She had been a Christian mother, a faithful friend, and beloved in the
Funeral services will be held Saturday morning at 8
o'clock from the home to St. Ann's church where the requiem high mass will be
sung at 9 o'clock. Burial will be in St. Ann's cemetery.
Davenport Leader; Davenport, Scott, Iowa; February 11, 1895
At 9:55 last evening occurred the death of Mr. Pat J.
Purcell, at the family home, 112 West Sixth street, at the age of 69 years.
The deceased was well known in Davenport having resided here for over
thirty-nine years, and following the occupation of a railway engineer. He was
born at Thomastown, Kilkenny, Ireland. Besides his wife he leaves six children
to mourn his
loss, J.A., W.L., Mrs. E. Collins, Catherine, Josephine, all residing in
Davenport and Annie now of St. Louis. He was highly respected and his many
friends and acquaintances will sincerely sympathize with the family in their
The funeral occurs tomorrow morning at 9 o'clock from
St. Anthony's church the interment being at St. Marguerite's church.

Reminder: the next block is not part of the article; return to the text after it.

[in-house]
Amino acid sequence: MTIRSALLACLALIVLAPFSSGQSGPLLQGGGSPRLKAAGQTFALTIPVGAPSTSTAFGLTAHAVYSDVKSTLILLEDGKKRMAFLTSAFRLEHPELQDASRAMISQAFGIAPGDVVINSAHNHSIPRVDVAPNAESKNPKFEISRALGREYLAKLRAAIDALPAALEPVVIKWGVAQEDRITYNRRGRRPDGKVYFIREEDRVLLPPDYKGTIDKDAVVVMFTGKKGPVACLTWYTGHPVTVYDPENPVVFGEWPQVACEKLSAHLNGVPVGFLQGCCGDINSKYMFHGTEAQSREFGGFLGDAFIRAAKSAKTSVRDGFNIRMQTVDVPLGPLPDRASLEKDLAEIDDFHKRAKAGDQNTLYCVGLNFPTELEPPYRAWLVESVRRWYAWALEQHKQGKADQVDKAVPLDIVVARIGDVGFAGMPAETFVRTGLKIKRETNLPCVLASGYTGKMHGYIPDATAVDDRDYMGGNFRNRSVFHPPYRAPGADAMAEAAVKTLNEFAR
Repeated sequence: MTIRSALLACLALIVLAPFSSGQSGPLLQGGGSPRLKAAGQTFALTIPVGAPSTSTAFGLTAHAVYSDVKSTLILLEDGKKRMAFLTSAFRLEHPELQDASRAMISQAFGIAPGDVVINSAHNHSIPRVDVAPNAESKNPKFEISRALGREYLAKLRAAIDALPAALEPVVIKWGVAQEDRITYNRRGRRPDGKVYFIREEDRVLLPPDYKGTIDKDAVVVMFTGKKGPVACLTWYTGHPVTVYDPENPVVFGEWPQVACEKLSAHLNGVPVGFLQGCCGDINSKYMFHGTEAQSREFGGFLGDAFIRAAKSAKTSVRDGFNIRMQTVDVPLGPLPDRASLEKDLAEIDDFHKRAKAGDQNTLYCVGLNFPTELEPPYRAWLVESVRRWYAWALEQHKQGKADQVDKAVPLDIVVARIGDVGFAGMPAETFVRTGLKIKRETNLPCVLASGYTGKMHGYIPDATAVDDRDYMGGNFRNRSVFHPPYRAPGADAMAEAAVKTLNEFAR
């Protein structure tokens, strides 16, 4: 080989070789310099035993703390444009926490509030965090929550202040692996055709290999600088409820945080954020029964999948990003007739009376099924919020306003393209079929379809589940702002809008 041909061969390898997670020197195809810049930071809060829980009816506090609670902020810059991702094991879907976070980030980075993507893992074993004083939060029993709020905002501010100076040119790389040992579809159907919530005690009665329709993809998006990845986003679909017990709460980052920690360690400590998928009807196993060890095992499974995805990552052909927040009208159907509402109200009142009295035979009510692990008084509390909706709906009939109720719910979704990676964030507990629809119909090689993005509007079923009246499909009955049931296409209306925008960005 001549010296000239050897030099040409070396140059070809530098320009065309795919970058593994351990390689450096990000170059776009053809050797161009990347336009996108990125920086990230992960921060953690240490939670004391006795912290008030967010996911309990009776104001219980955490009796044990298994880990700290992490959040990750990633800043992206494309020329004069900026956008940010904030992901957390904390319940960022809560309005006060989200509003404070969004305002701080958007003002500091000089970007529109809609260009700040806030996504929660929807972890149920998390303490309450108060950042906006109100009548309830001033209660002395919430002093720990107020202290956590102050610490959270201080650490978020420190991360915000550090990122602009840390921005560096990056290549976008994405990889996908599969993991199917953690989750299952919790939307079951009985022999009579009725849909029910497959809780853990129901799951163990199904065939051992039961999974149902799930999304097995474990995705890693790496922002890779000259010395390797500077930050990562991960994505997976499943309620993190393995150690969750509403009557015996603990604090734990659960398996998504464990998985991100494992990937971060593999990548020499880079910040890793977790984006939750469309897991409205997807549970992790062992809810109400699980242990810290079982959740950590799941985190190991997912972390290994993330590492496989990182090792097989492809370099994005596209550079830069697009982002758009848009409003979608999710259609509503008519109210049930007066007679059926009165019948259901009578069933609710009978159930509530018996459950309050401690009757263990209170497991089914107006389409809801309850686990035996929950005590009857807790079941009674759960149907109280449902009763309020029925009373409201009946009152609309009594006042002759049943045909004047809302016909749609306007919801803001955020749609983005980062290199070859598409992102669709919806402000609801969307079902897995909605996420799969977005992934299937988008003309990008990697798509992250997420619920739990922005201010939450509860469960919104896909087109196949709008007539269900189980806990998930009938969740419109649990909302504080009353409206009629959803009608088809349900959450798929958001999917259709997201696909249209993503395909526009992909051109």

THE NONPAREIL; Council Bluffs, Iowa.; April 2, 1914.
--"The Death of Pat Maher. Citizen of Imogene. Had Lived There Many
In the death of Patrick Maher this community lost one
of the earliest settlers.He had a large circle of relatives and acquaintances
and was held in the highest esteem as a citizen and friend.
Although Mr. Maher had been in poor health for
several years, his recent illness was brief. He was down town Tuesday but took
seriously ill that night and passed away at 5:30 Friday morning.
He was born in Kilkenny county, Ireland on April 8,
1855 and came to America when but a mere lad of 14. His first residence was in
Jackson county, Iowa. Thirty five years ago this spring, Mr. Maher came to
this vicinity and lived on his farm 3 1/2 miles north of here until three
years ago when the family moved to town.
He leaves a widow, one son Jerry Maher; three
daughters: Mrs. Michael Martin, Mary and Anna Maher; a brother Thomas Maher
and many relatives and friends. Mr. Maher was of a sunny disposition and the
high regard in which he was held was evidenced by the large number who came to
the funeral services. Funeral services were held Sunday morning in St.
Patrick's Church, conducted by the Rev. Father Hayes.
Those from out of town who attended the services were
Mr. and Mrs. Matt Lynch of Orient; Mr. and Mrs. Joe Doyle of South Omaha; Mr.
and Mrs. Fred Doyle and family of Omaha; and Patrick Kilmartin and son of